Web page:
Filters

Discussion in '35mm Cameras and Accessories' started by thisispants, Jan 26, 2009.

  1. thisispants

    thisispants Member

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    Hi...just a quick question....

    Using coloured filters for B&W...and also say using a polarizer with colour film, do you need to take the UV filter off, or can you just use the polarizer/colour filter over the UV filter.

    I cant think of why it would make any difference, but I really hve no idea.

    Thanks.
     
  2. CPorter

    CPorter Member

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    I've never used a UV, but I would want to shoot through as few pieces of filtration as actually needed. If you leave it on, you must multiply the factors of the two filters----I'm not sure a UV has a factor but if it does, you have to multiply them for the total factor to be applied to the exposure.
     
  3. Ian Grant

    Ian Grant Subscriber

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    It's best to use just 1 filter. Extra glass just adds more chance of flare, image degradation etc.

    Ian
     
  4. Lee L

    Lee L Member

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    Less glass outside that designed into the lens, and fewer air-to-glass surfaces is usually considered better. Every air-to-glass surface causes some light loss and more reflections. You might not notice the difference, but in theory at least fewer is better.

    You'll obviously need to stack to get combined effects from something like a yellow or orange filter plus a polarizer, but a UV filter won't typically have much affect on the result, so for optimal image quality, it should be left off when using other filters.

    You could simply test and see if you find that the extra filter is problematic for you in some way, then decide what's the best balance of convenience and quality of results for you.

    Lee
     
  5. Prest_400

    Prest_400 Member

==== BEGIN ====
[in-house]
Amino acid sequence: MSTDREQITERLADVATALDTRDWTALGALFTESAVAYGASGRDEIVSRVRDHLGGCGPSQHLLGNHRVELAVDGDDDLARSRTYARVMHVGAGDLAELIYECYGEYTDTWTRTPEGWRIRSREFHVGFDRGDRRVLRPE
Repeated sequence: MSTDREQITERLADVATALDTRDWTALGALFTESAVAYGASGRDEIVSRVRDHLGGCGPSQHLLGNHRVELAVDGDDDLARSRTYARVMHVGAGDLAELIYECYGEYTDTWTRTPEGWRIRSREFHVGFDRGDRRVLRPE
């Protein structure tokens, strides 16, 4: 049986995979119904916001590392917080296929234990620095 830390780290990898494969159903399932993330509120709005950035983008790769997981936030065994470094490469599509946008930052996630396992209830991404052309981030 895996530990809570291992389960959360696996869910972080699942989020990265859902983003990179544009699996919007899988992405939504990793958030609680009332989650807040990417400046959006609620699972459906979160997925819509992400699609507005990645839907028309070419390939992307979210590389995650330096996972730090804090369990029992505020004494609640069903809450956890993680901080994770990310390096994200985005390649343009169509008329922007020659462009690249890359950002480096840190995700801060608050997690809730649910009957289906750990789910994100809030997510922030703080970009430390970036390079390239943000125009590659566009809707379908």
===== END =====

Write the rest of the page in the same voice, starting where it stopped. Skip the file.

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    Take out the UV filter, If it was a coloured + CPL it may be OK. But the UV just protects.
    If you got a long focal length and conditions where flare may not appear, you could leave both filters, but better not.
     
  6. naeroscatu

    naeroscatu Subscriber

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    UV rays increase with altitude so it also depends where you plan to shoot. If you shoot in the mountains above 1000 meters UV has impact on film and the UV filter is recommended. For normal conditions shooting follow above advice and use the UV filter only to protect your lens.
     
  7. mpirie

    mpirie Subscriber

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    Don't forget that the more filters you have attached to the lens increases the possibility of vignetting, especially with wide-angle lenses.

    Mike
     
  8. Christopher Walrath

    Christopher Walrath Member

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    UV filter is really no more than an upsell with a new lens. All the purpose it really serves, IMHO, is to protcect the front element of a lens attached to a camera attached to a careless photographer. Of course, anything can happen to anybody. But I have not mounted a UV filter in over 15 years.
     
  9. Poisson Du Jour

    Poisson Du Jour Member

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    Exactly what I was going to add! :tongue:

    Additionally, image quality can suffer by 'piggy-backing' filters. I've seen some pros attach 4 filters — those dreadful COKIN things. Buy the best you can afford in terms of quality, work within the angle of your lens (to avoid the vignetting) and double up judiciously. Leave UV or SKYLIGHT filter on lens all the time, but (ideally) remove it when fitting a POL (incidentally, remember a polariser will cool the scene slightly).